Federalists, Fences and Fascists – Part 1 of 4
[Editor’s Note: This is the first part of a four part series on the Electoral College and its meaning and its effect on the national psyche following the Election of 2016. This is likely the best explanation of this institution you will ever find.]
“One man one vote” is all you need to know about democracy right? That might be true if we lived in one. However we do not. We live in a republic.
A key feature of a republic is the representation of the people by elected representatives. The power of those representatives is not always proportional to the fraction of the population they represent. Let’s look at the Senate.
Every state gets two senators regardless of their size. Wyoming has about 580,000 people and two senators. California has over 38 million residents and they have…..two senators. So, for every one person a Wyoming senator represents, a California senator represents over 50. This imbalance has been that way since the founding. It is built in on purpose.
So, is the imbalance in senatorial representation unfair? Should the practice of two senators per state be abolished? Before you give your answers, I suggest you consider G.K. Chesterton’s fence.
In 1929 he wrote:
“In the matter of reforming things, as distinct from deforming them, there is one plain and simple principle; a principle which will probably be called a paradox. There exists in such a case a certain institution or law; let us say, for the sake of simplicity, a fence or gate erected across a road. The more modern type of reformer goes gaily up to it and says, “I don’t see the use of this; let us clear it away.” To which the more intelligent type of reformer will do well to answer: “If you don’t see the use of it, I certainly won’t let you clear it away. Go away and think. Then, when you can come back and tell me that you do see the use of it, I may allow you to destroy it.”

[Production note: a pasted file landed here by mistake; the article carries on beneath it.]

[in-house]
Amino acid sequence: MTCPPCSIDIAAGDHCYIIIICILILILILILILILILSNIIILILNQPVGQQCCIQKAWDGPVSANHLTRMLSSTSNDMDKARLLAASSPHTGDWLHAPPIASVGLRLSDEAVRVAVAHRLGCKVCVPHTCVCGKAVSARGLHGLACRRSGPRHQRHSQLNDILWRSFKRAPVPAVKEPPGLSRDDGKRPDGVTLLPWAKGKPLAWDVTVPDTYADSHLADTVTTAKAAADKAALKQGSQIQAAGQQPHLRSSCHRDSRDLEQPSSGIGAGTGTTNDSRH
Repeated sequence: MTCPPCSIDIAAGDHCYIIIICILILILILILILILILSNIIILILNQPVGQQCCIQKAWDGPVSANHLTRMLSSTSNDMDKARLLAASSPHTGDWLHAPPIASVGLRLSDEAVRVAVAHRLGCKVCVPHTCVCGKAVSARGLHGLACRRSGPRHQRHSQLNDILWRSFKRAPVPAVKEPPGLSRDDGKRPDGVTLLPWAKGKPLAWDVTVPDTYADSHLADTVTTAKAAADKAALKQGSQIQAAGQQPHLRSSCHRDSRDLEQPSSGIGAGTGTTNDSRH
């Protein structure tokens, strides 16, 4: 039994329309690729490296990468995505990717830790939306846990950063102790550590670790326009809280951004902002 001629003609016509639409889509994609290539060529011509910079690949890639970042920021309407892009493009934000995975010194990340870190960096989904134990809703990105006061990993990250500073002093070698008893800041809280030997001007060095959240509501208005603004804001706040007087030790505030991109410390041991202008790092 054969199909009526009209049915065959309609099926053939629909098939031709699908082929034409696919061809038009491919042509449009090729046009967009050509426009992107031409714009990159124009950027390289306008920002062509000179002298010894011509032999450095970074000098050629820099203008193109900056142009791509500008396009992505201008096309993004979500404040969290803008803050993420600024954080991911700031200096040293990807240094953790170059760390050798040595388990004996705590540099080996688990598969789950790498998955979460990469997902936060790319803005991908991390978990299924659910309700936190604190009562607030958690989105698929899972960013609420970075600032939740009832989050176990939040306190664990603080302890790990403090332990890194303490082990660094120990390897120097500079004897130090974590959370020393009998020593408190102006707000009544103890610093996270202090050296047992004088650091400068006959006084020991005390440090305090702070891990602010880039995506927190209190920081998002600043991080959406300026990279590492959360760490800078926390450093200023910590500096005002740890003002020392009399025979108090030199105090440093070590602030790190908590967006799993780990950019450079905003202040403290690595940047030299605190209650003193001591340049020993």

The Founders designed our nation’s legislature with two houses. The House of Representatives democratically represented the “mob.” It was anticipated to represent the pulse of the people. Our Founders respected that pulse, but also realized it could be driven by momentary passions that might result in undesirable proposals and actions.
The Senate was devised to be the mature, wise, calm balance to the passionate House of Representatives. For over a century, our senators were chosen by the state legislatures, not the popular vote. In 1913, in what I believe was a violation of Chesterton’s fence principle, the 17th Amendment to the Constitution was ratified, which required senators to be selected by a state’s popular vote.
Reasons for the change appear to be centered on some extended senator vacancies due to deadlocked legislatures, charges of corruption, and claims senators were part of a “millionaires club.” So, we have no more Senate vacancies, but what about the other two problems?
I think we lost the Senate’s removal from the passions of the “mob.” Now we have two houses representing the mob. The only difference is one group gets a six-year term. Would any legislature choose a popular football player or comedian as their Senate representative had the 17th Amendment never passed? Maybe, but I’m guessing they would generally pick from proven citizens who not only represent the state legislature’s interests but have proven credentials to succeed, not popular celebrities.
With Mr. Trump winning an Electoral College victory with a significant majority of electoral votes, but without gaining the majority of individual votes, his opponents are demanding elimination of the our presidential election process and its replacement with a national popular vote.
[Editor’s Post Note: In the next installment, Mr. Kellar breaks down exactly how the popular vote broke in this year’s election.”